Mrs. Kennedy’s death gained national attention when U.S. Attorney General Mr. Jeff Sessions referenced gang violence in Escondido in a speech he delivered last month at the San Diego-Tijuana international border.

According to Mr. Sessions, “Escondido’s gang violence has jumped recently between two rival gangs warring for turf.”

Mr. Carter knows of this turf war all too well.

“Attorney General Sessions was indicating that sanctuary cities are releasing individuals into the City of Escondido that cause these problems of guns and drugs and crime in our community,” Mr. Carter said. “I have called the Department of Justice to talk to Mr. Sessions and his handlers to clarify what he meant by that [comment].”

Mr. Carter further explained that the recent “jump” in gang activity that Mr. Sessions mentioned in his speech has not occurred.

In fact, there recently has been little gang activity in Escondido, and the police force has taken measures to ensure this decrease in gang activity stays consistent.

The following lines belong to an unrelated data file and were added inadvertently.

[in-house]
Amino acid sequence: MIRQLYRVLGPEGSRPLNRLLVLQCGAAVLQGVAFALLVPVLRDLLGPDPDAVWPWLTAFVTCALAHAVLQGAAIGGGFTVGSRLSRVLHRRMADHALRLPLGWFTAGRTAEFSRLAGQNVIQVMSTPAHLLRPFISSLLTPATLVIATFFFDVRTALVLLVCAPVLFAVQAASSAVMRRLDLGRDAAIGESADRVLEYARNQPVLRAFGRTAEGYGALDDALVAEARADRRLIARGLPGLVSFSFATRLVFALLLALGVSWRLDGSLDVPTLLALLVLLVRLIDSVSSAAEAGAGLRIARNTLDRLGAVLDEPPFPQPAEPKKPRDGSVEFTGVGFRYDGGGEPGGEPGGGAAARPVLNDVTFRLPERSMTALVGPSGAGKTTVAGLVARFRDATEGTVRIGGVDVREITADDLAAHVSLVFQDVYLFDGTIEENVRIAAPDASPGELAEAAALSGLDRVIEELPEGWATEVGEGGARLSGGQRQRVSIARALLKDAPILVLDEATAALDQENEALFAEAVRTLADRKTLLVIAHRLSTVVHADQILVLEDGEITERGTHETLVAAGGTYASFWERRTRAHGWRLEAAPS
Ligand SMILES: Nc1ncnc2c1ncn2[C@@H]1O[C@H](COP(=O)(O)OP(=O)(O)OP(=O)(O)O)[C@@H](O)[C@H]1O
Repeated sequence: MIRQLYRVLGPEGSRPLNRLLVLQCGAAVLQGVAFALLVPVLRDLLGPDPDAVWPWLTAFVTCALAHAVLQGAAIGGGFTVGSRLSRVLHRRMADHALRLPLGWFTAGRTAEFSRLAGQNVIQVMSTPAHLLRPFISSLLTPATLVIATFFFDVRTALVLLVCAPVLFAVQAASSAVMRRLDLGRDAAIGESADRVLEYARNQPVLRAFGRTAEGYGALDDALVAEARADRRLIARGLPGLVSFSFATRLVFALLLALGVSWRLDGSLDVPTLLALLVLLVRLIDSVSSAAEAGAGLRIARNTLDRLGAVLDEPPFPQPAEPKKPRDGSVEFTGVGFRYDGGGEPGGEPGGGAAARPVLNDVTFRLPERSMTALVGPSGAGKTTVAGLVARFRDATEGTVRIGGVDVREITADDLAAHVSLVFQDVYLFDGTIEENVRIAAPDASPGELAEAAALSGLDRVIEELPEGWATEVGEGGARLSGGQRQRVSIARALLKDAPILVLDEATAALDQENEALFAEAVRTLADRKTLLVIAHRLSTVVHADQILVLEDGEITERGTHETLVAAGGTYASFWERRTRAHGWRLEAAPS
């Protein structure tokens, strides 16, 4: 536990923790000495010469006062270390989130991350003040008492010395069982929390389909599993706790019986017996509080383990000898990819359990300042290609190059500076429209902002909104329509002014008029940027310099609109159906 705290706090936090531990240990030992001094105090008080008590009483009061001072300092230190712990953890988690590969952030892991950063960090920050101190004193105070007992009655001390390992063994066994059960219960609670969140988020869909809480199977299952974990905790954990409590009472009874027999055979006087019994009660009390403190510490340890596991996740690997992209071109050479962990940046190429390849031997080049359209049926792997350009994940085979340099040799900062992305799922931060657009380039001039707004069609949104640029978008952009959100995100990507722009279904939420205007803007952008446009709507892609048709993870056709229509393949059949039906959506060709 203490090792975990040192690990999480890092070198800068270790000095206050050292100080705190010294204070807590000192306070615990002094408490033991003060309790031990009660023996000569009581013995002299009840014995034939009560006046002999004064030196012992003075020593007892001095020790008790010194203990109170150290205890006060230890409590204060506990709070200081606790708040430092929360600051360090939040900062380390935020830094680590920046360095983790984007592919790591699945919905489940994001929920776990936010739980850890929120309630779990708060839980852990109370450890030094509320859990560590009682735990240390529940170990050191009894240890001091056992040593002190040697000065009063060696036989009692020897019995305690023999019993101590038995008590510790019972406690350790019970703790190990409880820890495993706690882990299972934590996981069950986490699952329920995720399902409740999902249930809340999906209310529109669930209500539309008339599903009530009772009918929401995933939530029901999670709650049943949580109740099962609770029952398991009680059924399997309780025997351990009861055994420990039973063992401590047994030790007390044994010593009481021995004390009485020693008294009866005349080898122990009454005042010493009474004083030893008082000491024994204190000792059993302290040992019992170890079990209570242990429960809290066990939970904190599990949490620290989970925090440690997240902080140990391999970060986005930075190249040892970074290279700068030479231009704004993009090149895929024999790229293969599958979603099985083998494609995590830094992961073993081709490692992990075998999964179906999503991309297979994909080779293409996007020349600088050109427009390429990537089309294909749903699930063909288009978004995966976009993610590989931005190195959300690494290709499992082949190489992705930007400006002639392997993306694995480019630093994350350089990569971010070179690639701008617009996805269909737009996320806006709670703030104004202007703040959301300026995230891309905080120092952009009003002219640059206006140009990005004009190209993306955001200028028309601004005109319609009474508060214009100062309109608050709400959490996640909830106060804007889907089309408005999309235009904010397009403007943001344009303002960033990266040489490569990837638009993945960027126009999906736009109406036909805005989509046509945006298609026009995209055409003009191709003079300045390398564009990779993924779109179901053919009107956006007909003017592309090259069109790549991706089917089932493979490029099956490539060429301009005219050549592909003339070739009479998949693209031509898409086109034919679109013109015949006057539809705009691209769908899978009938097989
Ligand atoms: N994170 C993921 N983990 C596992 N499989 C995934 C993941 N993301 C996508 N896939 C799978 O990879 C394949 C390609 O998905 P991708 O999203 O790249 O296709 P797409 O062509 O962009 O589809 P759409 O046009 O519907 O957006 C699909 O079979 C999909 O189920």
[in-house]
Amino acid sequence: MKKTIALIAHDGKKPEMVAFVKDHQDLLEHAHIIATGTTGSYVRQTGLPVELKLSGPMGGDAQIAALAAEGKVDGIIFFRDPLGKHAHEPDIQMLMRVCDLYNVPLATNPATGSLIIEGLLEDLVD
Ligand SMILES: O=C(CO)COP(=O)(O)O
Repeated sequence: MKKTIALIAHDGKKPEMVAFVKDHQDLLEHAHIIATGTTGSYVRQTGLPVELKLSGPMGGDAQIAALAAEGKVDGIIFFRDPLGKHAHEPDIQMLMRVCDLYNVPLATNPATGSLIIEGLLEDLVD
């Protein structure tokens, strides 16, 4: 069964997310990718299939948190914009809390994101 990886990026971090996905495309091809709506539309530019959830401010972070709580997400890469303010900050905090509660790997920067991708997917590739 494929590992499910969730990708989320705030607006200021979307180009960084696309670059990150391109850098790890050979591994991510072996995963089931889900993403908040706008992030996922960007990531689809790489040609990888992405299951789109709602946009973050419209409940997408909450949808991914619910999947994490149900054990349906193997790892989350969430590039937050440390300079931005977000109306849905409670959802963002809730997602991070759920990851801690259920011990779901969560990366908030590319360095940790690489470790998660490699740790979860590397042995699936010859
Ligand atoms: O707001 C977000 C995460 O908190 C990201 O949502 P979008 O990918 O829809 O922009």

According to a recent ABC 10 News update, a crackdown on gangs in North County that formulated in the spring has resulted in charges against 55 gang members and the confiscation of 60 firearms and 30 pounds of methamphetamine. A county-wide crackdown has produced charges against 140 individuals from 20 different gangs, according to a San Diego Union-Tribune article.

Furthermore, Mr. Carter has instituted several initiatives in recent years to lower gang activity.

“Other than enforcement, I moved several detectives and street personnel to address the gang issues about four years ago,” Mr. Carter said. “I continue to move enforcement efforts to try to arrest as many as I can.”

In addition, the Escondido Police Department also runs several programs that steer gang members away from illegal activity. These programs include a family intervention team, the Police Athletic League (PAL), and a diversion plan for juvenile defenders.

The family intervention team, which consists of former gang members and police officers, provides young, gang-recruited youth a different path by speaking to students at schools who are at risk of joining gangs and encouraging them to join a mentoring group.